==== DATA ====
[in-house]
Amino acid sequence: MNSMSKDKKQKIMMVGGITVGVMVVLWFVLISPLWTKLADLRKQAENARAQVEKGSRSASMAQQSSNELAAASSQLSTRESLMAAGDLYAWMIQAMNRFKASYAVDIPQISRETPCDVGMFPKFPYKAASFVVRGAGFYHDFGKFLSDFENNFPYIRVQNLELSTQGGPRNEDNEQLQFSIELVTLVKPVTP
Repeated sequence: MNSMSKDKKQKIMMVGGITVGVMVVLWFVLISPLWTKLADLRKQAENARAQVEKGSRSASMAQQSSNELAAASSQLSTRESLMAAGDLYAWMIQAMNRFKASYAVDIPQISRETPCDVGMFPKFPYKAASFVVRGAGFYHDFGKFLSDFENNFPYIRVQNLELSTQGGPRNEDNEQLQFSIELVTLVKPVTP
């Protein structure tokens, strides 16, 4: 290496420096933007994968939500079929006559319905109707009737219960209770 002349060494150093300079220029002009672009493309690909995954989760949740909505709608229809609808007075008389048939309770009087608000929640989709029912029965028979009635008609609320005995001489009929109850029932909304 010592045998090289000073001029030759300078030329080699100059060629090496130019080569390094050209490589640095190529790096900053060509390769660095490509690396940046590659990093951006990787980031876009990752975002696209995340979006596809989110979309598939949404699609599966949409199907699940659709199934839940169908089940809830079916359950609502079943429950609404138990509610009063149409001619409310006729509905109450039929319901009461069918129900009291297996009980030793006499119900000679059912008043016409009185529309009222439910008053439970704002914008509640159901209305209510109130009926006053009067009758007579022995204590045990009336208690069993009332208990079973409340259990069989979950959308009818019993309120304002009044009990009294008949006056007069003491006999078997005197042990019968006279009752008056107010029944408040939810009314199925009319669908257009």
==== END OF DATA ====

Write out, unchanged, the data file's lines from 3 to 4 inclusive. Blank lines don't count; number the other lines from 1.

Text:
Repeated sequence: MNSMSKDKKQKIMMVGGITVGVMVVLWFVLISPLWTKLADLRKQAENARAQVEKGSRSASMAQQSSNELAAASSQLSTRESLMAAGDLYAWMIQAMNRFKASYAVDIPQISRETPCDVGMFPKFPYKAASFVVRGAGFYHDFGKFLSDFENNFPYIRVQNLELSTQGGPRNEDNEQLQFSIELVTLVKPVTP
């Protein structure tokens, strides 16, 4: 290496420096933007994968939500079929006559319905109707009737219960209770 002349060494150093300079220029002009672009493309690909995954989760949740909505709608229809609808007075008389048939309770009087608000929640989709029912029965028979009635008609609320005995001489009929109850029932909304 010592045998090289000073001029030759300078030329080699100059060629090496130019080569390094050209490589640095190529790096900053060509390769660095490509690396940046590659990093951006990787980031876009990752975002696209995340979006596809989110979309598939949404699609599966949409199907699940659709199934839940169908089940809830079916359950609502079943429950609404138990509610009063149409001619409310006729509905109450039929319901009461069918129900009291297996009980030793006499119900000679059912008043016409009185529309009222439910008053439970704002914008509640159901209305209510109130009926006053009067009758007579022995204590045990009336208690069993009332208990079973409340259990069989979950959308009818019993309120304002009044009990009294008949006056007069003491006999078997005197042990019968006279009752008056107010029944408040939810009314199925009319669908257009």